USA v. Whitmore

Filing 920060825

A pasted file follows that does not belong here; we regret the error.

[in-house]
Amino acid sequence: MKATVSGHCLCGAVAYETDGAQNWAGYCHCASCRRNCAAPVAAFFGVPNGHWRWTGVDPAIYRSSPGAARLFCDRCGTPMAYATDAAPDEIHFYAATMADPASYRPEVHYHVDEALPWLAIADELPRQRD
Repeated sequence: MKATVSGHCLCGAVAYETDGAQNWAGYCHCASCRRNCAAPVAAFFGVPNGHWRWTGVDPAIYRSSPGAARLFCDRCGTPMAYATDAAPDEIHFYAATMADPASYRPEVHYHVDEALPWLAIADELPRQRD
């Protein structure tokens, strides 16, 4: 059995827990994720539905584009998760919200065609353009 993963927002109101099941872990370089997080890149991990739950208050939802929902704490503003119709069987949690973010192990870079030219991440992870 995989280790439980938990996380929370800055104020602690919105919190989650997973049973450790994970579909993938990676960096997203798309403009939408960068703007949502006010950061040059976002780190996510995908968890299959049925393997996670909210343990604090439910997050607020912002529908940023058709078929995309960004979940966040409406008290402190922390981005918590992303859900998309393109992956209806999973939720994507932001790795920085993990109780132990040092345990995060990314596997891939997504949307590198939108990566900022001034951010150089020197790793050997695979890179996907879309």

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NOT RECOMMENDED FOR FULL-TEXT PUBLICATION File Name: 06a0652n.06 Filed: August 25, 2006 No. 05-6331 UNITED STATES COURT OF APPEALS FOR THE SIXTH CIRCUIT UNITED STATES OF AMERICA, Plaintiff-Appellee, v. BOBBY JOE WHITMORE, Defendant-Appellant. / ON APPEAL FROM THE UNITED STATES DISTRICT COURT FOR THE WESTERN DISTRICT OF TENNESSEE Before: BOGGS, Chief Judge, and BATCHELDER, Circuit Judge; BELL, District Judge.* PER CURIAM. Defendant Bobby Joe Whitmore was convicted following a guilty plea to being a felon in possession of a firearm, in violation of 18 U.S.C. 922(g). He was sentenced to a 94-month term of imprisonment, to run consecutively to sentences on two state-court convictions. He appeals his sentence on two grounds: (1) the district court erred in granting a four-level enhancement for use of a firearm in connection with another felony under Section 2K2.1(b)(5) of the United States Sentencing Commission Guidelines; and (2) The Honorable Robert Holmes Bell, Chief United States District Judge for the Western District of Michigan, sitting by designation. * No. 05-6331 U.S. v. Whitmore 2 the sentence imposed by the district court was not "reasonable" within the meaning of United States v. Booker, 543 U.S. 220 (2005). For the reasons that follow, we AFFIRM. I. On January 22, 2005, Benton County Sheriff's Department Deputies Alan Bolan, Jeff Arnold and Lee Haswell, accompanied by Carroll County Sheriff's Department Investigator Tim Meggs, went to 3135 Park Road, Westport, Tennessee, to arrest Defendant Whitmore on outstanding warrants out of Carroll County. Whitmore resided at that address with Alicia Dawn Adams and their five children. Adams answered the door and told the officers that Whitmore had fled into a nearby wooded area behind the house. The officers began to search the wooded area for Whitmore. While searching, Investigator Meggs stepped on a rifle that had been wrapped in a sheet and covered with leaves. Also wrapped in the sheet was a plastic sack with a handgun barrel sticking out of it. The officers obtained Adams' written consent to search the property. During the search, they seized the rifle, a 7.62-mm Mauser, and the handgun, an AMT Back-up .22-caliber semiautomatic pistol. The officers also found a plastic tote tub, which had been covered with leaves and hidden in a ditch a short distance from the rifle and AMT handgun. The plastic tote contained numerous items used in the manufacture of methamphetamine. A short distance from the tote, the officers discovered a plastic bag containing two coffee cans. The cans themselves contained a quantity of marijuana divided into separately bagged small quantities and a Ruger .22-caliber semiautomatic pistol, which was loaded with two live rounds. Officers also searched the residence and a shed located on the property. They No. 05-6331 U.S. v. Whitmore 3 recovered from the house a small amount of marijuana and additional items known to be used in the manufacture of methamphetamine, including a bag of ephedrine pills. In the shed, they located approximately 66 grams of crushed pseudoephedrine pills and other items used to manufacture methamphetamine. The officers did not find Whitmore on January 22, 2004, but they arrested Alicia Adams and took her into custody on charges related to the manufacture and/or distribution of methamphetamine and marijuana. On January 23, 2004, Whitmore voluntarily appeared at the Benton County Sheriff's Department, where he was arrested on the outstanding warrants from Carroll County. After being given his Miranda warnings, he gave a written statement, admitting that he had grown and smoked marijuana and had manufactured methamphetamine: Everything found in the woods is mine. I do cook meth average twice a month. Alicia had no knowledge of stuff in woods besides maybe couple of guns, I removed when Sherriff's Office was arriving. I growed some weed this year, just to see if I could. For personal use, weed is my drug. I grew approx. lb. The collective volume of marijuana seized from Whitmore's home and property totaled approximately 100 grams. On January 25, 2005, Whitmore was indicted by a federal grand jury in the Western District of Tennessee on the offense of being a felon in possession of a firearm, in violation of Title 18 U.S.C. 922(g). Whitmore entered a guilty plea on April 28, 2005. A Presentence Investigation Report ("PSI") was prepared prior to sentencing. In that report, the probation officer calculated the sentence under the advisory Sentencing No. 05-6331 U.S. v. Whitmore 4 Guidelines. Under the Guidelines, the probation officer calculated the base offense level at 20, with a two-level enhancement under U.S.S.G. 2K2.1(b)(1)(A), because the offense involved three firearms, and a four-level enhancement under U.S.S.G. 2K2.1(b)(5), because Whitmore possessed firearms in connection with other felony offenses (possession of marijuana with intent to distribute and manufacture and/or attempt to manufacture methamphetamine). The PSI also recommended that Whitmore receive a three-level downward adjustment for acceptance of responsibility, pursuant to U.S.S.G. 3E1.1(a) and (b). The total recommended offense level was 23. The calculation of Whitmore's criminal history category resulted in a score of 15, placing Whitmore in the criminal history category of VI. The resulting sentence calculations led to a recommended sentence of 92 to 115 months' imprisonment and three years' supervised release. At sentencing, Whitmore raised three arguments as to why the court should sentence him to a term of imprisonment lower than the recommendation calculated under the Sentencing Guidelines. First, Whitmore argued that the four-level enhancement for possessing the firearm in connection with other felony offenses was improper because the drugs in issue were possessed solely for his own personal use, not with any intent to distribute. Second, he argued that six of the fifteen criminal history points attributed to him resulted from misdemeanor offenses. He therefore contended that the criminal history category of VI overstated the seriousness of his criminal history. Third, he argued that the court should apply its discretion under all of the sentencing considerations of 18 U.S.C. 3553 to reduce his sentence in light of the particularly severe impact his incarceration No. 05-6331 U.S. v. Whitmore 5 would have on the financial circumstances of his long-time partner Alicia Adams and their five children. In support of his argument, Whitmore introduced the testimony of Alicia Adams as to the financial hardships caused by his incarceration. The government introduced the testimony of Sergeant Bolan and Investigator Meggs as evidence that the AMT pistol was found in the same coffee can with the marijuana packets. The court rejected all three of Whitmore's arguments, as follows: As I understand it, there's really [only] one substantive objection, and that is the enhancements for the use of a firearm in connection with another offense. The other issues all have to do with where he should fall in the range or without the range. They're 3553 factors. The only substantive objection I have to rule on at this point is whether or not the probation officer has correctly added the four-level enhancement on Worksheet A for use of a firearm in connection with another offense. It's my judgment, based on all the evidence that I've heard, the defendant's guilty plea and the testimony of the officers today, that this firearm was used in connection with another offense. And I make that judgment on several different bases. Number one, the firearm a firearm was found in a can of marijuana that was packaged for distribution or resale. That's a strong indication to me that this firearm was used in connection with possession of marijuana with intent to resell. There's another reason though, and that is that the possession of this equipment, materials, supplies, precursors in the production of methamphetamine is also a felony, and this firearm was in a reasonable proximity to this other equipment and materials and supplies. Further, we've got the defendant's admission that he manufactured marijuana. Even if he were manufacturing it for his own use, manufacture of marijuana is a felony. No. 05-6331 U.S. v. Whitmore 6 So for those reasons, it's my conclusion that the probation officer was correct in applying the four-level enhancement for use of this firearm in connection with another felony. So that makes the probation officer's calculations correct. Therefore, the advisory range as calculated by the probation officer is where we'll start. Now, I have to consider the other objections raised by the defendant, but our starting point is the range calculated by the probation officer, 92 to 115 months. The defendant next states that the defendant's criminal history overstates his actual criminal history and the court should give him a sentence less than the suggested guideline range. In looking at this defendant's criminal history, it's true that many of his convictions are for, quote, relatively minor offenses. Two of them were for juvenile offenses. And in that sense he got more points than most misdemeanants get. That's true. But, at the same time, there were six convictions that resulted in no points. So I can't say that the defendant's criminal history overstates his criminal background. He has, in large part, been a one-man minor crime wave in West Tennessee since he was 15 years old. He had all different types of offenses. He had theft and burglary and evading arrest and absconding and just a mixture of all different kinds of offenses, which tells me that the defendant has not been a good citizen. Now, I can't say that a criminal history of VI understates his category because VI is as high as it gets, so it clearly doesn't understate it, as suggested by the government, impliedly, but nor does it overstate it. I think that a criminal history of VI is exactly where Mr. Whitmore belongs. Given his long history of violations and failure to comply with society's rules, he's a criminal history of VI. Now it's true he got there by misdemeanors, but you can have a misdemeanant that is so repetitive in his violations that he becomes a category VI, and I think Mr. Whitmore is a VI. Now, the other issues, the family the impact on the family. And it's obvious in this case that Mr. Whitmore's incarceration is going to have a significant impact on his girlfriend and five children, and I sincerely regret that. It's always unfortunate in these types of cases because the family always pays a higher price than the defendant. The defendant goes off to prison, and he's got things to occupy his time, and he gets regular food and rehabilitation and training and education; and the family is just left out there in society to struggle. No. 05-6331 U.S. v. Whitmore 7 But the problem, Mr. Whitmore, is that this impact on the family is caused not by the government or the laws or the judge. It's caused by you. You're the one who has put them in this shape by getting yourself convicted of this serious felony. And while I regret the impact on the family, this case is really no different than any other case I have. Every defendant I see, almost without exception, leaves family behind, and the family always suffers. And while it's unfortunate, it's not a basis in this case to give a sentence lower than the recommended range. The court, having rejected Whitmore's arguments for a sentence below the advisory guideline range calculated by the probation officer, specifically found that "the range of sentences suggested by the guidelines in this case is an appropriate range for you." However, because the number of firearms was the minimum to qualify for the two-level increase under U.S.S.G. 2K2.1(b)(1)(A), and because the court considered Whitmore to be a low-level category VI offender, the court sentenced Whitmore to 96 months, toward the low end of the advisory guideline range. The court also rejected Whitmore's request that the court order the federal sentence to be served concurrently with the two state-court sentences on which Whitmore then was imprisoned. Instead, the court concluded that the state-court offenses were completely unrelated to the federal offense and that a consecutive sentence therefore was appropriate. II. In Booker, 543 U.S. at 244, the Supreme Court concluded that in the context of a mandatory sentencing guidelines scheme, the Sixth Amendment prevents federal judges from making factual determinations that increase a defendant's sentence on the basis of facts not reflected in the jury's verdict. Id. The Supreme Court went on to decide that "this constitutional holding required the invalidation of 18 U.S.C. 3553(b)(1) and 3742(e), No. 05-6331 U.S. v. Whitmore 8 'mak[ing] the Guidelines effectively advisory.'" United States v. Davidson, 409 F.3d 304, 309 (6th Cir. 2005) (quoting Booker, 543 U.S. at 246). When reviewing a district court's application of the advisory Sentencing Guidelines, this court accepts a district court's factual findings unless they are clearly erroneous. Mixed questions of law and fact are subject to de novo review. Davidson, 409 F.3d at 310 (6th Cir. 2005) (holding that pre-Booker standard of review of Guidelines calculations remains essential to ensure that district court has been correctly advised of the Guidelines recommendations). A district court's ultimate sentencing determination is reviewed for reasonableness. Booker, 543 U.S. at 261-65; United States v. Webb, 403 F.3d 373, 383 (6th Cir. 2005); United States v. Jackson, 408 F.3d 301, 305 (6th Cir. 2005). III. A. Calculations under Sentencing Guidelines In his first claim of error, Whitmore argues that the district court improperly calculated his sentence under the Guidelines by granting a four-level enhancement under U.S.S.G. 2K2.1(b)(5) for the use of a firearm in connection with another felony. He argues that he was only a user of marijuana and methamphetamine, and he denied ever engaging in drug trafficking offenses. He suggests that the only evidence that he intended to distribute marijuana was the testimony of Investigator Meggs, who gave opinion testimony that the small bags of marijuana found inside the coffee can were "likely for resale." Whitmore argues that Meggs should not have been permitted to give opinion testimony as he was not qualified as an expert under Rule 702 of the Federal Rules of Evidence. No. 05-6331 U.S. v. Whitmore 9 Whitmore's claim of error fails for several reasons. First, Whitmore never objected to Meggs' opinion testimony at sentencing. In the absence of plain error, the failure of a defendant to object to the testimony presented at sentencing precludes appellate review. See, e.g., United States v. Burton, 334 F.3d 514, 516 (6th Cir. 2003). Whitmore makes no effort to demonstrate plain error, nor could he do so. As he acknowledges in his brief, the Federal Rules of Evidence do not apply to evidence considered at sentencing, as long as the court determines that the evidence possesses sufficient indicia of reliability. U.S.S.G. 6A1.3 ("In resolving any dispute concerning a fact important to a sentencing determination, the court may consider relevant information without regard to its admissibility under the rules of evidence applicable at trial, provided that the information has sufficient indicia of reliability to support its probable accuracy."); United States v. Sadolsky, 234 F.3d 938, 944 (6th Cir. 2000); United States v. Silverman, 976 F.2d 1502, 1513 (6th Cir. 1992) (en banc). As a result, the fact that the district court considered opinion testimony that may have been outside Rule 702 of the Federal Rules of Evidence is not plain error. Second, the testimony of an experienced police officer that marijuana packaged in small baggies suggests the intent to distribute possesses significant indicia of reliability. Common sense alone supports the testimony, since an individual is unlikely to store a personal quantity in many separate packages, unless he intends to keep them in different locations. Arguably, even to a lay person, such packaging is suggestive of intent to distribute and would not require expert testimony under the rules of evidence. Further, courts are well aware that experienced police officers have significant experience in the conduct of No. 05-6331 U.S. v. Whitmore 10 persons engaged with illegal drugs. As a result, the district court's factual finding that the firearms were possessed in connection with the possession with intent to distribute marijuana was entirely reasonable and supported by evidence possessing strong indicia of reliability. Third, even if the Meggs testimony were considered unreliable as proof of Whitmore's intent to distribute the marijuana, the sentencing court did not rely solely on the firearms' relation to the felony of possession with intent to distribute marijuana. Instead, the court specifically found that the three firearms also were possessed within reasonable proximity to the equipment, materials and supplies necessary to manufacture methamphetamine, another felony offense Whitmore admitted committing. Keeping in mind that "the presence of drugs in a home under a firearm conviction does not ipso facto support application of a 2K2.1(b)(5) enhancement," id. at 501, the district court must examine the specific facts of the case before it to determine if the government established by a preponderance of the evidence that the defendant possessed or used a gun in connection with another felony. Although the "possession of firearms that is merely coincidental to the underlying felony offense is insufficient to support the application of 2K2.1," this court has expressly adopted the "fortress theory, which concludes that a sufficient connection is established if it reasonably appears that the firearms found . . . are to be used to protect the drugs or otherwise facilitate a drug transaction." United States v. Clay, 346 F.3d 173, 179 (6th Cir. 2003) (quoting United States v. Ennenga, 263 F.3d 499, 503 (6th Cir. 2001)). Where, as here, a rifle and two handguns are hidden near one another and near illegal drugs and drug paraphernalia secreted in a wooded area behind the defendant's house, the district court did not err in concluding by a preponderance of the evidence that the weapons were being used to protect those drugs or to facilitate a drug transaction. No. 05-6331 U.S. v. Whitmore 11 Fourth, the district court alternatively rested its decision on Whitmore's admitted production and possession of marijuana, conduct that is itself illegal, regardless of Whitmore's intent to distribute the marijuana. The district court did not err in concluding that the fact that Whitmore placed both the marijuana and a handgun in the same coffee can and hid the can in the woods strongly supported a conclusion that the firearm was used in connection with the manufacture and possession of the marijuana. For all the stated reasons, the district court's factual findings are not clearly erroneous, and the court correctly applied the Sentencing Guidelines to the facts found. recommended sentence under the Guidelines, therefore, was accurately calculated. B. Reasonableness of Sentence The Once this court has determined that the district court properly consulted the Guidelines, the sentence is reviewed for reasonableness. Booker, 543 U.S. at 261-62; United States v. Richardson, 437 F.3d 550, 553-55 (6th Cir. 2006); Webb, 403 F.3d at 383. In assessing whether a sentence is reasonable, this court "has focused on the district court's obligation to consider the factors listed in 18 U.S.C. 3553(a)1 in arriving at an appropriate 1 18 U.S.C. 3553(a) reads as follows: Factors to be considered in imposing a sentence. The court shall impose a sentence sufficient, but not greater than necessary, to comply with the purposes set forth in paragraph (2) of this subsection. The court, in determining the particular sentence to be imposed, shall consider (1) the nature and circumstances of the offense and the history and characteristics of the defendant; (2) the need for the sentence imposed (A) to reflect the seriousness of the offense, to promote respect for the law, and to provide just punishment for the offense; No. 05-6331 U.S. v. Whitmore 12 sentence." United States v. Barton, ___ F.3d ___, 2006 WL 2164260, at *7 (6th Cir. Aug. 3, 2006) (citing Webb, 403 F.3d at 383-85). The district court need not recite each factor under 3553(a), "but it must articulate its reasoning in deciding to impose a sentence in order to allow for reasonable appellate review." United States v. Kirby, 418 F.3d 621, 626 (6th Cir. 2005); see also United States v. McBride, 434 F.3d 470, 476 n.3 (6th Cir. 2006). "'[T]here must still be sufficient evidence in the record to affirmatively demonstrate the court's consideration of [the 3553 factors].'" See United States v. Caswell, ___ F.3d ___, 2006 WL 2243017, at *3 (6th Cir. Aug. 7, 2006) (quoting McBride, 434 F.3d at 476 n.3). (B) to afford adequate deterrence to criminal conduct; (C) to protect the public from further crimes of the defendant; and (D) to provide the defendant with needed educational or vocational training, medical care, or other correctional treatment in the most effective manner; (3) the kinds of sentences available; (4) the kinds of sentence and the sentencing range established for (A) the applicable category of offense committed by the applicable category of defendant as set forth in the guidelines (B) to afford adequate deterrence to criminal conduct; (C) to protect the public from further crimes of the defendant; and (D) to provide the defendant with needed educational or vocational training, medical care, or other correctional treatment in the most effective manner; (5) any pertinent policy statement ... (6) the need to avoid unwarranted sentence disparities among defendants with similar records who have been found guilty of similar conduct; and (7) the need to provide restitution to any victims of the offense. No. 05-6331 U.S. v. Whitmore 13 Whitmore argues that the district court's sentence was unreasonable because the court improperly treated the Sentencing Guidelines as "presumptively reasonable," thereby effectively failing to consider all of the factors set forth under 3553(a). In support of his argument, Whitmore cites a number of district court cases that reject application of the Guidelines as "per se reasonable," because such treatment of the Guideline calculations "effectively converts the now-advisory guidelines to mandatory guidelines . . . ." United States v. Huerta-Rodriguez, 355 F. Supp. 2d 1019, 1025 (D. Neb. 2005); see also United States v. Phelps, 366 F. Supp. 2d 580, 587 (E.D. Tenn. 2005) ("[T]he Court does not believe the advisory Guidelines range should be treated as a starting point or necessarily understood as representing a presumptively reasonable sentence in a given case."); United States v. Hoskins, 364 F. Supp. 2d 1214, 1216 (D. Mont. 2005) (reasoning that Supreme Court "did not intend for the Guidelines to be advisory in theory but mandatory in fact"). Whitmore mischaracterizes both the state of the law of this circuit and the process by which the district court reached its decision in the instant case. In United States v. Williams, 436 F.3d 706, 708 (6th Cir. 2006), this court expressly held that a sentence within a properly calculated advisory Guidelines range is afforded a rebuttable presumption of reasonableness. See also United States v. Cage, ___ F.3d ___, 2006 WL 2346328, at *3 (6th Cir. Aug. 15, 2006) (reaffirming Williams); United States v. Vonner, 452 F.3d 560, 566 (6th Cir. 2006) (applying presumption of reasonableness). Having determined the Guidelines recommendation, a sentencing court must consider the list of sentencing factors articulated in 3553(a). See Williams, 436 F.3d at 708. Under the law of this circuit, a district court No. 05-6331 U.S. v. Whitmore 14 acts properly when it correctly calculates the recommended sentence under the Guidelines and then considers whether to deviate from that recommendation based on the other factors under 3553(a). Jackson, 408 F.3d at 305; Cage, 2006 WL 2346328, at *6 (holding that district court did not err "by viewing Guidelines as a presumptively reasonable starting point" before weighing the Guidelines in relation to other 3553(a) factors). In the instant case, while the district court did not specifically list the 3553(a) factors, the court's overall reasoning reflects that it carefully considered each factor. See Williams, 436 F.3d at 708-09 (reviewing evidence in the record that the district court considered the factors without reciting them); Cage, 2006 WL 2346328, at *6 (concluding that court's consideration of characteristics of offense, defendant's history and characteristics, and adequate deterrence reflected judge's application of 3553(a) factors); Caswell, 2006 WL 2243017, at *4 (despite absence of references to 3553(a) sentencing factors, sentencing record contains evidence that the court considered the substance of 3553(a) sentencing factors). The district court carefully considered the first factor under 3553(a)(1), and specifically found that each of the Guideline classifications accurately reflected the nature and circumstances of the offense and Whitmore's own history and characteristics. See Caswell, 2006 WL 2243017, at *4. In addition to carefully analyzing the specifics and weight to be given Defendant's criminal history, the court considered whether Whitmore's history of support and responsibility for his family and their resultant financial hardships No. 05-6331 U.S. v. Whitmore 15 warranted the imposition of a lower sentence.2 The district court expressly considered the relative responsibility of Whitmore vis-a-vis other similarly situated defendants, as contemplated by 3553(a)(6). The court further addressed Whitmore's need for treatment of his substance abuse problem and noted Whitmore's ability to obtain vocational training in prison, as contemplated by 3553(a)(2)(D). Id. In addition, the court considered whether the sentence was appropriate to address the seriousness of the offense, to deter future criminal conduct, and to protect the public from the "one-man minor crime wave" continued by Whitmore through his entire adult life. The court repeatedly noted that Whitmore's prior sentences had failed to deter his continuing criminal conduct. These considerations squarely mesh with the factors set forth in 3553(a)(1)-(3). Id. Moreover, the court expressly noted Whitmore's inability to pay a fine, recommended that he be imprisoned close to home, and recommended substance abuse treatment demonstrating that he considered "the kinds of sentences available" under 3553(a)(3). See Williams, 436 F.3d at 708 (noting that a district court's discussion of a defendant's ability to pay a fine is evidence that the court considered "the kinds of sentences available"). We observe that Whitmore's family history and obligations arguably are part of "the history and characteristics of the defendant" described in 3553(a)(1). However, the Sentencing Guidelines themselves prohibit or discourage consideration of a defendant's family ties and responsibilities in setting a sentence, see U.S.S.G. 5H1.6, and a district court is obligated to consider any pertinent policy statements under 3553(a)(5). This Court previously has reserved deciding what weight, if any, factors such as family ties should be given after the Supreme Court's decision in Booker. See Jackson, 408 F.3d at 305 n.3. Because it is not necessary to the decision, we will assume without deciding that Whitmore's family history and obligations were properly considered on the same terms as any other factor under 3553(a). 2 No. 05-6331 U.S. v. Whitmore 16 In sum, the district court's rationale and findings clearly indicate that the court carefully considered all of the factors under 3553(a). Whitmore has failed to identify any factor neglected by the district court. See Williams, 436 F.3d at 408 (noting that the defendant had failed to identify a factor under 3553(a) that would have rendered his sentence unreasonable). Upon careful review of the sentencing transcript, it is apparent that Whitmore's sentence was reasonable in light of the sentencing factors under 3553(a). IV. For the foregoing reasons, we AFFIRM the sentence imposed by the district court.